New Zealand’s long-standing alliance with Australia is considered one of the closest in the world, but recent events have resulted in a war of words – and an apparent hindering of the relationship.
National leader Judith Collins last week said she feared the relationship between the two countries was at its lowest point in decades.
So, does Australia even care about its relationship with New Zealand? While recent rhetoric suggests they don’t, leading international relations experts believe they do.
Stephen Hoadley, an associate professor in politics at the University of Auckland, agrees the relationship is at a low point – but not its lowest. He believes there’s still plenty of common ground.
“We just need to keep calm and carry on,” he told Newshub. “Good relations will continue despite the rhetoric and minor irritants.”
University of Otago politics professor Robert Patman thinks Australia does care about its relationship with New Zealand but notes its Government has a “hierarchical” view of the world.
“Their major concerns, at the moment, are both the United States and China – Australia’s always seen itself as closer to the United States than New Zealand has,” Prof Patman says.
“I think it’s not so much they don’t care – I think we just don’t appear on their radar screen as much as they appear on ours.”
A brief history of the trans-Tasman relationship
We’re arch-rivals on the rugby field and cricket pitch, but as then-NZ Foreign Affairs Minister Phil Goff said in 2001, “the trans-Tasman relationship is the most extensive and important we have with any bilateral partner”.
New Zealand and Australian soldiers, or ANZACs, fought in both World Wars on behalf of the Crown – most significantly during the failed invasion of Gallipoli during World War I. Both sides of the Tasman have observed ANZAC Day since 1916, to remember the 87,000 lives lost – including about 8500 Australians and nearly 3000 New Zealanders.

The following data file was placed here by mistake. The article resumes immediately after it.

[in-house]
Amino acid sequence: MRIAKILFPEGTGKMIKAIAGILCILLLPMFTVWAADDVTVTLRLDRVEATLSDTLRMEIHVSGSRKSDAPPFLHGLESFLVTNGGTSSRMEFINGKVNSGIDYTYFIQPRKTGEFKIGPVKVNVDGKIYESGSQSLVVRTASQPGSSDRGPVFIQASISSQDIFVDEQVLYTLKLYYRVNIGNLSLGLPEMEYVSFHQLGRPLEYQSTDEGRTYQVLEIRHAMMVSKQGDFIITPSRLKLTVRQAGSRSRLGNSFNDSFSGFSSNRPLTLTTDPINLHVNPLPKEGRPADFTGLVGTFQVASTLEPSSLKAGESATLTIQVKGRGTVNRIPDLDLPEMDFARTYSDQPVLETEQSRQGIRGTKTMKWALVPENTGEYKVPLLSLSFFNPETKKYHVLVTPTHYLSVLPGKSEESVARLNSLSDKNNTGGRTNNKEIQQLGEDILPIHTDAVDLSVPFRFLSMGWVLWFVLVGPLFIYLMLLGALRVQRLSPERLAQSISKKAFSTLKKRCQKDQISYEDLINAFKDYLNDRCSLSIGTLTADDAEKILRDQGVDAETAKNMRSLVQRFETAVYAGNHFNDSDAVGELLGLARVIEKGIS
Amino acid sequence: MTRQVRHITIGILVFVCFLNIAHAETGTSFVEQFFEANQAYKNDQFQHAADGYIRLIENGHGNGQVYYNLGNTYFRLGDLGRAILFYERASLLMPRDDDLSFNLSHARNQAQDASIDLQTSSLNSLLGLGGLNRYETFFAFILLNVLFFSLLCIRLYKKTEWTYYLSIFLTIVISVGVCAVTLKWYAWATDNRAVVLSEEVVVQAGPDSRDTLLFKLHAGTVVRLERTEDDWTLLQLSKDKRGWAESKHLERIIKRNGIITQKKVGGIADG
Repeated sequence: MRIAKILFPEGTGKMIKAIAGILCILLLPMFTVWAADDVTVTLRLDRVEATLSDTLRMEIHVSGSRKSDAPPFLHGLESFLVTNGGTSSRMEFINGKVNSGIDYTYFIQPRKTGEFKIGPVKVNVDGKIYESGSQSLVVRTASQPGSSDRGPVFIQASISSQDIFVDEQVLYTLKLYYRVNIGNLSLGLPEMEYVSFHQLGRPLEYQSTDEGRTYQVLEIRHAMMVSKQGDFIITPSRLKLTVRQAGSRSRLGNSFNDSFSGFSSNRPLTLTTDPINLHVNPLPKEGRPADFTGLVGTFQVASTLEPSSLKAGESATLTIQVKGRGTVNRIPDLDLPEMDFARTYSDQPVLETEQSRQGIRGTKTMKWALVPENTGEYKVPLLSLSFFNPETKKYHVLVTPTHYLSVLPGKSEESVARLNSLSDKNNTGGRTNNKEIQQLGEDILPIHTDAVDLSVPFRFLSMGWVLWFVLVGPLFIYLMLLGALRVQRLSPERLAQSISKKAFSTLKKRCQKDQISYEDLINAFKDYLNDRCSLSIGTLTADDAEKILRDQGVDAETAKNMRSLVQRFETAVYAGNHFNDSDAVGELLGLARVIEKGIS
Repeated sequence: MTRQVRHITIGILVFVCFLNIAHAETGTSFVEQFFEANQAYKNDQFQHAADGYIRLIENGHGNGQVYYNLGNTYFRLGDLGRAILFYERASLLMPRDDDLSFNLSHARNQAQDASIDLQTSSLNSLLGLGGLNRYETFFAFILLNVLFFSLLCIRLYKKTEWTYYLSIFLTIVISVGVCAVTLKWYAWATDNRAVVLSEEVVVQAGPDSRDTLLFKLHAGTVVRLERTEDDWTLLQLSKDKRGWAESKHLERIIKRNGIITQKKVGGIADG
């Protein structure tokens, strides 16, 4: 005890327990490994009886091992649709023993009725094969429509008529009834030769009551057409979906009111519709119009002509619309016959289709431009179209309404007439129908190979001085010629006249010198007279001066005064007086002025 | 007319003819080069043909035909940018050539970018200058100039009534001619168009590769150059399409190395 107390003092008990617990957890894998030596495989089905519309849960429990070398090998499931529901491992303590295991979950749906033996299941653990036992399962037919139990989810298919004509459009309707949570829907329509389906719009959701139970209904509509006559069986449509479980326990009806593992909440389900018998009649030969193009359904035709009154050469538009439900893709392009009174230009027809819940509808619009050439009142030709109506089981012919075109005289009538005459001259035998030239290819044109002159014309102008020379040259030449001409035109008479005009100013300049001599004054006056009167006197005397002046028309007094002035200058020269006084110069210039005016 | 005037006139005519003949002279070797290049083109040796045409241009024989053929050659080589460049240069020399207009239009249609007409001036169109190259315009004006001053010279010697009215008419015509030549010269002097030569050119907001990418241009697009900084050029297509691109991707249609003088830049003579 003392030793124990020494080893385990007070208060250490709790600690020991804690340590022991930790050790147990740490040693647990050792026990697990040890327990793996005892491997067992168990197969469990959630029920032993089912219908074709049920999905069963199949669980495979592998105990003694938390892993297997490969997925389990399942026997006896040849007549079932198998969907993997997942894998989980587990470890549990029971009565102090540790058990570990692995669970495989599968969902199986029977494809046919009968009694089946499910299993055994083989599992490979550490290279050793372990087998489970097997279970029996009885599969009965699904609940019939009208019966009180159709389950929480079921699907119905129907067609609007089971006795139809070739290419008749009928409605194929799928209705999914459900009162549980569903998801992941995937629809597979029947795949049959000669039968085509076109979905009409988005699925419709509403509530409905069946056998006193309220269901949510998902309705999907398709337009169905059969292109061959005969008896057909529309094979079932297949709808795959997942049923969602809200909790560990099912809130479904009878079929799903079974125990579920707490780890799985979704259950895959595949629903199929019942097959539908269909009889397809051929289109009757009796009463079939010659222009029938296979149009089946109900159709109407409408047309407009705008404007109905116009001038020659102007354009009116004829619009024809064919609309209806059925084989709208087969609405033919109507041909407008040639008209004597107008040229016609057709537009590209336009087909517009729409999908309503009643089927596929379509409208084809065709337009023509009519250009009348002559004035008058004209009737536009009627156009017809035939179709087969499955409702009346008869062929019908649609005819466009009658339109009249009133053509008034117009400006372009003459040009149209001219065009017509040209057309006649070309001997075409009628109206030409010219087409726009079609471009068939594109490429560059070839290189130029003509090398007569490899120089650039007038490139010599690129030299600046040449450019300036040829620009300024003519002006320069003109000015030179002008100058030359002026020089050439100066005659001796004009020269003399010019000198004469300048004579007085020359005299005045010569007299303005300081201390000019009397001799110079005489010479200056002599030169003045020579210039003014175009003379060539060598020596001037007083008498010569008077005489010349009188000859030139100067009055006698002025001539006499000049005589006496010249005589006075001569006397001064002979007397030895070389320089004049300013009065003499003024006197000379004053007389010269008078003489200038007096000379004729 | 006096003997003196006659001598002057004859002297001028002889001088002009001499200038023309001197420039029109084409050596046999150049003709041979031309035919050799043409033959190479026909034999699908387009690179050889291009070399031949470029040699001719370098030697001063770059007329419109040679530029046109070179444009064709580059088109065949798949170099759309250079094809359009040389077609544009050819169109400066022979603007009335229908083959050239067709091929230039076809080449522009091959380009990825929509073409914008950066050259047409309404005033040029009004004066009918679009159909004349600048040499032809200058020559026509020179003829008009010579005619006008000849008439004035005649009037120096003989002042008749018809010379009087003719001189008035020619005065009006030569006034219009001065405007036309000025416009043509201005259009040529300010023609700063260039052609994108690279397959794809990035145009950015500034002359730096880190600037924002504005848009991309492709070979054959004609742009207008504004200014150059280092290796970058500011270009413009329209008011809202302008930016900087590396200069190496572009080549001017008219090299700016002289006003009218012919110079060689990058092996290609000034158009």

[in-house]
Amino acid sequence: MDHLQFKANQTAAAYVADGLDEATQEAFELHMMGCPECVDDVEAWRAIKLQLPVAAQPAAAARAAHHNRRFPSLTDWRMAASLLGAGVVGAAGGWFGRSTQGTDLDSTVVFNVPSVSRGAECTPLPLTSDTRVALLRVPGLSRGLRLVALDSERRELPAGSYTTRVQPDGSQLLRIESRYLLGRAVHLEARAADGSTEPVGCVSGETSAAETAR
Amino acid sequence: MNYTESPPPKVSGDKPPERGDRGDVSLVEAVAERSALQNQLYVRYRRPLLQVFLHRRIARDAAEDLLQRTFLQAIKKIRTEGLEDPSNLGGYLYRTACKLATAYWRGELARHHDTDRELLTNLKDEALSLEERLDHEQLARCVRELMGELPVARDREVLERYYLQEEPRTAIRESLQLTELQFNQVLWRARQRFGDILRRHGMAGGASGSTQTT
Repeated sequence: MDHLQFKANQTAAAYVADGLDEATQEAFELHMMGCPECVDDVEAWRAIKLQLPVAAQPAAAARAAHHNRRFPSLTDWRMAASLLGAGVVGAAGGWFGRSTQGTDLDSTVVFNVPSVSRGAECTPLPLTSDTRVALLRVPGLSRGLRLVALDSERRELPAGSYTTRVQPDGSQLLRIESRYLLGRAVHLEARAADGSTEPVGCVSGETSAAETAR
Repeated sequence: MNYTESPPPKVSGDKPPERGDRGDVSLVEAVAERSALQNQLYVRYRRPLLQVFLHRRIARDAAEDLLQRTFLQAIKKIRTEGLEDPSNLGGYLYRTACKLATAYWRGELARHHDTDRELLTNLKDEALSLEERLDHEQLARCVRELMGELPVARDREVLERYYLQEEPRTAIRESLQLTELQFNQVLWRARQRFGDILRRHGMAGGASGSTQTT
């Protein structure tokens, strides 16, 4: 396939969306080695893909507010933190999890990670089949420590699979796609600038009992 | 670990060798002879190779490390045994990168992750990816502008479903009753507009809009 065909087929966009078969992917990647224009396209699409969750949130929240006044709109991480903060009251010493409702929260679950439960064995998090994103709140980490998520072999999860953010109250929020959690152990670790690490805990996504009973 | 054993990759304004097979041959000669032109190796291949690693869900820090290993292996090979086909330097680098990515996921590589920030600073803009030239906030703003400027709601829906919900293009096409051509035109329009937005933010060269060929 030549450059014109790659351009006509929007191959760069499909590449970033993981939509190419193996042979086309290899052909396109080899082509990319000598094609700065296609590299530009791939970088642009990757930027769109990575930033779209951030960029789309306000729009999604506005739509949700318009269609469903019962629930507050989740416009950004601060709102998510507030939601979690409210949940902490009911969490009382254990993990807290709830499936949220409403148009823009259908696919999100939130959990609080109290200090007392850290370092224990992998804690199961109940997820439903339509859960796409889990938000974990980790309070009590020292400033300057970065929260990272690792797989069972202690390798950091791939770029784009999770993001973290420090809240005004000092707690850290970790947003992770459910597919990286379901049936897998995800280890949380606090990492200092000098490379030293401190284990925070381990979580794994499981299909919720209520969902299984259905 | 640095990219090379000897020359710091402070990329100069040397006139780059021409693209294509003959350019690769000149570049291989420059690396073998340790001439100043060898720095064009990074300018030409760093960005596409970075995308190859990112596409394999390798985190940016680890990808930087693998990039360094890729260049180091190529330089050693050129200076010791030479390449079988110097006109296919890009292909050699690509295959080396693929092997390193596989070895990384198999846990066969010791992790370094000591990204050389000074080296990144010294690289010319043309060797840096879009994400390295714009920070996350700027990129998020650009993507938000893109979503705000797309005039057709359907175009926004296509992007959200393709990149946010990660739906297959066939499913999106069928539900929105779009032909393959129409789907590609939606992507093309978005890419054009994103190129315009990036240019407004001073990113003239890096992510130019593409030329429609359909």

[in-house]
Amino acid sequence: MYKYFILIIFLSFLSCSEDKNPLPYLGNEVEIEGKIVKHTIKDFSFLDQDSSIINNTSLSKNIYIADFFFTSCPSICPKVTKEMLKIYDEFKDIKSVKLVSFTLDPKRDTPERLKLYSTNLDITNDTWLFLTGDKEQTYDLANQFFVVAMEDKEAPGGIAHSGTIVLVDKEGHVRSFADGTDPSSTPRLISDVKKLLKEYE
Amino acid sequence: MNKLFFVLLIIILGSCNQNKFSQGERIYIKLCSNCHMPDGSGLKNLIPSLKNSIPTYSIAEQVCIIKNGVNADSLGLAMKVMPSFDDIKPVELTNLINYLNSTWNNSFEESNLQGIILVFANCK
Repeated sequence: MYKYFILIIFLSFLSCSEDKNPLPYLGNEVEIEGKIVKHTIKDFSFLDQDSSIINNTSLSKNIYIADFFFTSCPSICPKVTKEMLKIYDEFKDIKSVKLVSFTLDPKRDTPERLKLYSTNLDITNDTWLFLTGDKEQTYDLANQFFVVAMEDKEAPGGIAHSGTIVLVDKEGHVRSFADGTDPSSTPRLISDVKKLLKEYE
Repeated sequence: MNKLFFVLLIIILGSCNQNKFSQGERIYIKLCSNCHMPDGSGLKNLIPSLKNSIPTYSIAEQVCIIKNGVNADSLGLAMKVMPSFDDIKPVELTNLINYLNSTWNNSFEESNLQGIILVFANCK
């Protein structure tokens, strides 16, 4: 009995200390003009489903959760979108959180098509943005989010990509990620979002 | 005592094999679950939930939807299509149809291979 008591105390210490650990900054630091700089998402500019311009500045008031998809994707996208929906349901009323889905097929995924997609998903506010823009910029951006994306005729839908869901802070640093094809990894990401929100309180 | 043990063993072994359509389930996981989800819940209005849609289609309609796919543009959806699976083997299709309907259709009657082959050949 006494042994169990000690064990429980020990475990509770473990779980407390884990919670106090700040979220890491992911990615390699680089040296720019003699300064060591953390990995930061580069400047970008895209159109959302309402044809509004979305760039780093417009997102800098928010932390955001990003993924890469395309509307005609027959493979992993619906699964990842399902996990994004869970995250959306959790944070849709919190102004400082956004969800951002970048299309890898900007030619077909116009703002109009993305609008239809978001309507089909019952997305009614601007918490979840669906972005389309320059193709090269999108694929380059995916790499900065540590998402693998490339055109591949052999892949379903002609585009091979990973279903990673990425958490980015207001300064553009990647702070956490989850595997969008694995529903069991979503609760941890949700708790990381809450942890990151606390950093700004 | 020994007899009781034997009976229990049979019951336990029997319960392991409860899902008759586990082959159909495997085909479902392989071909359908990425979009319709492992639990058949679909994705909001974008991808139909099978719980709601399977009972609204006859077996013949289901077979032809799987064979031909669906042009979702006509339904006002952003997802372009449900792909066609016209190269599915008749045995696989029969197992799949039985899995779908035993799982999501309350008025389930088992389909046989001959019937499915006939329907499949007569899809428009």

Australia’s Department of Foreign Affairs (DFAT) website describes New Zealand as “natural allies with a strong trans-Tasman sense of family”.
The relationship, which dates back to the early 1800s when New Zealand was governed by the colony of New South Wales, “the closest and most comprehensive of all our bilateral relationships”, Australia’s DFAT says.
While New Zealand declined to become a state of Australia 120 years ago, Australia’s DFAT says they and us continue solid political ties.
The continued relationship has allowed the likes of freedom of travel between the two countries – as per the Trans-Tasman Travel Arrangement that was brought about in the early ’70s, while the NZ-Australia Closer Economic Relations came into force in 1983 – eliminating all tariffs and quotas by 1990.
So what’s brought about the recent iciness?
Australia’s controversial ‘501’ immigration policy has been highlighted as one of many incidents causing friction between the two nations.
Earlier this month, Australia Home Affairs Minister Peter Dutton labelled those deported to New Zealand as “trash”.
Hoadley says some of Australia’s rhetoric and policies can be “irritating”, while National Foreign Affairs spokesperson Gerry Brownlee believes the language Australia is using shows the respect between the two countries is waning.